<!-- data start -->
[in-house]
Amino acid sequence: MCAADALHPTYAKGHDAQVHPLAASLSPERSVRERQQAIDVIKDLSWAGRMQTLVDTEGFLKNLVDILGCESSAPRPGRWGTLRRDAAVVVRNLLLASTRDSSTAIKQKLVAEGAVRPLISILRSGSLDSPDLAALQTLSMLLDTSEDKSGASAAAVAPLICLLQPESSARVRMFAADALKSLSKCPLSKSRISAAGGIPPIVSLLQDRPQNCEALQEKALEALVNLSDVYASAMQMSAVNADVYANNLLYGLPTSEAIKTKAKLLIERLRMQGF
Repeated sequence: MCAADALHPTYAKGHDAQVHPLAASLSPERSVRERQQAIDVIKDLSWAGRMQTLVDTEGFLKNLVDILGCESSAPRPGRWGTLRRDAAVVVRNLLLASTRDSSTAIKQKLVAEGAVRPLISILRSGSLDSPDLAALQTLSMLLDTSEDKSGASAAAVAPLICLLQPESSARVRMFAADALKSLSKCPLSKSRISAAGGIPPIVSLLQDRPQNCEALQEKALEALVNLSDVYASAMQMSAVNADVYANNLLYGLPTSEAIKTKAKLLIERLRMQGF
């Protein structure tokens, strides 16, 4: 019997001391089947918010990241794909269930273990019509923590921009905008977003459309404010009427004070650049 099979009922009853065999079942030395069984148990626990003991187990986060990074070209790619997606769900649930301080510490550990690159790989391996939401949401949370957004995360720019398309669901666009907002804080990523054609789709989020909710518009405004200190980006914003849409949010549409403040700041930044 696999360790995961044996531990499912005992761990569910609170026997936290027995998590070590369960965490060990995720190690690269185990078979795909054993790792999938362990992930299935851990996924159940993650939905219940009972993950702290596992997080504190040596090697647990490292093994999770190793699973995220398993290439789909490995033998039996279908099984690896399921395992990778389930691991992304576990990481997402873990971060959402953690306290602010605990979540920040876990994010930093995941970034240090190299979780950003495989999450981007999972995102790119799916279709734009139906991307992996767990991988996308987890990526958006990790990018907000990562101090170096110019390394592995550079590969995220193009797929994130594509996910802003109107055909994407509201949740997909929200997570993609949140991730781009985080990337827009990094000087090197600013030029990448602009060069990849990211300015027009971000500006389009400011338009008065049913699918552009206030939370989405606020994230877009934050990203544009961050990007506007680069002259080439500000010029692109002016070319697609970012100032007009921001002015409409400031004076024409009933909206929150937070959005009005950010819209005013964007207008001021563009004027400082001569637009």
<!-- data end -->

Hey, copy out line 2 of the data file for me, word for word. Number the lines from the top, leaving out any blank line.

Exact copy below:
Amino acid sequence: MCAADALHPTYAKGHDAQVHPLAASLSPERSVRERQQAIDVIKDLSWAGRMQTLVDTEGFLKNLVDILGCESSAPRPGRWGTLRRDAAVVVRNLLLASTRDSSTAIKQKLVAEGAVRPLISILRSGSLDSPDLAALQTLSMLLDTSEDKSGASAAAVAPLICLLQPESSARVRMFAADALKSLSKCPLSKSRISAAGGIPPIVSLLQDRPQNCEALQEKALEALVNLSDVYASAMQMSAVNADVYANNLLYGLPTSEAIKTKAKLLIERLRMQGF